Bush Administration Promotes Cost Savings Under Medicare Reform Plan
Bush administration officials yesterday said the president's Medicare reform proposal, which would increase participation of private health plans to provide prescription drug and medical coverage, would reduce federal expenditures for the program, the New York Times reports (Pear, New York Times, 6/3). Under Bush's Medicare reform framework, seniors would receive a choice of three coverage options beginning in 2006. First, seniors could remain in traditional fee-for-service Medicare, with access to prescription drug discount cards and catastrophic protection. Second, beneficiaries could enroll in "Enhanced Medicare," which would offer a choice of private plans that include prescription drug coverage. The third option, "Medicare Advantage," would be similar to the current Medicare+Choice program, which offers a selection of private health plans with and without prescription drug coverage. Low-income beneficiaries would receive additional premium and cost-sharing assistance. In the interim, all seniors would get immediate access to drug discount cards and protection against high out-of-pocket costs (California Healthline, 6/2). CMS Administrator Thomas Scully said private plans could provide Medicare beneficiaries with "better benefits and lower costs" (New York Times, 6/3). CMS officials yesterday released a report that estimates that making preferred provider organizations available to all Medicare beneficiaries would reduce expenditures by $22 billion over 10 years (Rovner, CongressDaily/AM, 6/3). The report, which examined 31 PPO plans in a Medicare demonstration project, says, "These savings would continue to grow over time. In addition, beneficiaries would receive better and more enhanced services including full coverage for preventive care" (Espo, AP/Las Vegas Sun, 6/2). The federal government anticipates spending $3.8 trillion on the program over 10 years, the Times reports. Scully said the potential savings depend on the administration's plan to offer less comprehensive drug benefits to beneficiaries who choose to remain in the fee-for-service option. According to Scully, if Medicare offered equal drug benefits for all beneficiaries, 31% of beneficiaries would join private plans. However, if Medicare offered "superior" drug benefits under private plans, 51% of beneficiaries would join private plans, creating greater savings (New York Times, 6/3).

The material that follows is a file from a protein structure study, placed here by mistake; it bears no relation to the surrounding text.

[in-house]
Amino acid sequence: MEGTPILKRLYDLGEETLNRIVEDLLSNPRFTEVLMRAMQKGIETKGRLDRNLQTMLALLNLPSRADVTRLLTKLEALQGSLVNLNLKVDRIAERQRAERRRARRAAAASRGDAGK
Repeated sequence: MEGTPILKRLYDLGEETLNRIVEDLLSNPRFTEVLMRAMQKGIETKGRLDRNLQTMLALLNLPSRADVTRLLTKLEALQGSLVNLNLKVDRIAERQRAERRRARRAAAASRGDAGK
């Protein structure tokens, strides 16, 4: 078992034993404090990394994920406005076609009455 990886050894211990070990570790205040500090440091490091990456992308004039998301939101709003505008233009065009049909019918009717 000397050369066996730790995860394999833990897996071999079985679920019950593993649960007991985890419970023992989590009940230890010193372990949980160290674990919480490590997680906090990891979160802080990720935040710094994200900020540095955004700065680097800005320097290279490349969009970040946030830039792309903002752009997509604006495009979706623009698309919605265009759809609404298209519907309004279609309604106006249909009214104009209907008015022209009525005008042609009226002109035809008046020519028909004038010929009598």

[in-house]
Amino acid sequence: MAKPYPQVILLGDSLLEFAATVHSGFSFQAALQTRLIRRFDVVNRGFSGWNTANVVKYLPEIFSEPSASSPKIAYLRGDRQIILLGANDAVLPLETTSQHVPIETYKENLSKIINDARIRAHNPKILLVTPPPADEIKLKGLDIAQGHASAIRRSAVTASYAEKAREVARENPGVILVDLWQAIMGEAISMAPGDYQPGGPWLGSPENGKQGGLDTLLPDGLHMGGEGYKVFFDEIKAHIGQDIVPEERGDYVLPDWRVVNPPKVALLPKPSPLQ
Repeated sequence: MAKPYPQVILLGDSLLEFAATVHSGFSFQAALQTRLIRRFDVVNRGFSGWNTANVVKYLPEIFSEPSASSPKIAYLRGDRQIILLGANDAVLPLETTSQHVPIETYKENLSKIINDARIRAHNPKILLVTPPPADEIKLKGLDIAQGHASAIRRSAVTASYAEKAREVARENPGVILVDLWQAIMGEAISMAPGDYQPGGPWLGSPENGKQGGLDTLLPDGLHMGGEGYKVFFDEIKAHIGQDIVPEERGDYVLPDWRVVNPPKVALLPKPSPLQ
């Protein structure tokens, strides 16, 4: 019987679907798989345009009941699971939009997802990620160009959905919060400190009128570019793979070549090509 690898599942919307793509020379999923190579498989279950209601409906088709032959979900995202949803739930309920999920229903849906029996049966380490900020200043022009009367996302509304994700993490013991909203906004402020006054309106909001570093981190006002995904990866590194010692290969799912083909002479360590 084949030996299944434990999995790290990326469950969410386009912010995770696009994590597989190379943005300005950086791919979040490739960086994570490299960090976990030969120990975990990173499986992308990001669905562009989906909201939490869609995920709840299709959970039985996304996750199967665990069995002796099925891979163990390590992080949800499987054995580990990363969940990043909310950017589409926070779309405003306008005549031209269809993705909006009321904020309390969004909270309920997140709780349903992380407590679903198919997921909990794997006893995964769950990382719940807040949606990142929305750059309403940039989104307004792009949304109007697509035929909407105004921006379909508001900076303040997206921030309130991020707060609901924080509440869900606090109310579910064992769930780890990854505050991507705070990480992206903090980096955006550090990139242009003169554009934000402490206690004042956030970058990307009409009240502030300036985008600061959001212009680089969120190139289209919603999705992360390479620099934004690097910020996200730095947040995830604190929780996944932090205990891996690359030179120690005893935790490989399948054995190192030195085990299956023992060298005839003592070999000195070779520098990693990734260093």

A preliminary report by the Congressional Budget Office has concluded that if enacted, the Bush Medicare reform framework would increase program spending because Medicare would have to pay rates set by private health plans, which generally are higher than those set by Medicare, according to congressional staffers working on Medicare reform, CongressDaily/AM reports (CongressDaily/AM, 6/3). Senate Minority Leader Tom Daschle (D-S.D.) criticized Republican leaders claiming that private plans would be more efficient than traditional Medicare, saying that administrative costs for fee-for-service Medicare accounted for between 2% and 3% of spending, while such costs make up nearly 15% of spending in private plans. Bush administration officials said yesterday that private plans would incur higher administrative costs but added that private plans could manage care better and eliminate "wasteful or unnecessary spending." Scully said the CBO estimates are "fundamentally flawed." CBO officials refused to comment on Scully's remarks, and said their estimates are "preliminary and confidential," the Times reports (New York Times, 6/3).
Senate Majority Leader Bill Frist (R-Tenn.) yesterday outlined five "broad principles" to guide Congress' Medicare reform debate, CongressDaily/AM reports. In a floor statement, Frist said, "The Medicare system does not live up to the standards we've set in the private sector." Frist added that any Medicare reform legislation should:
- Be "patient-centered" to give beneficiaries "more security";
- Give beneficiaries more options, including the choice to remain in their current fee-for-service coverage;
- Include a "systems approach" to reduce medical errors and improve quality;
- Encourage innovation, including coverage for new procedures; and
- Reduce "bureaucracy and paperwork."
Meanwhile, Senate Republicans have begun considering a new Medicare reform proposal that would give beneficiaries prescription drug coverage, protection against health costs exceeding $6,000 per year and coverage for preventive care, according to material circulating through Congress, the AP/Las Vegas Sun reports. Under the proposal, which GOP officials described as "highly preliminary," Medicare beneficiaries would generally receive preventive health services at no charge and would be required to enroll in private health plans as called for in the Bush administration's Medicare reform framework, according to the AP/Sun. Under the preliminary plan, beneficiaries would pay a $400 annual deductible and $400 for each hospital admission. The documents do not provide details on the plan's monthly premium or the extent of prescription drug coverage. Beneficiaries enrolled in traditional Medicare currently do not receive coverage for preventive care (Espo, AP/Las Vegas Sun, 6/2).This is part of the California Healthline Daily Edition, a summary of health policy coverage from major news organizations. Sign up for an email subscription.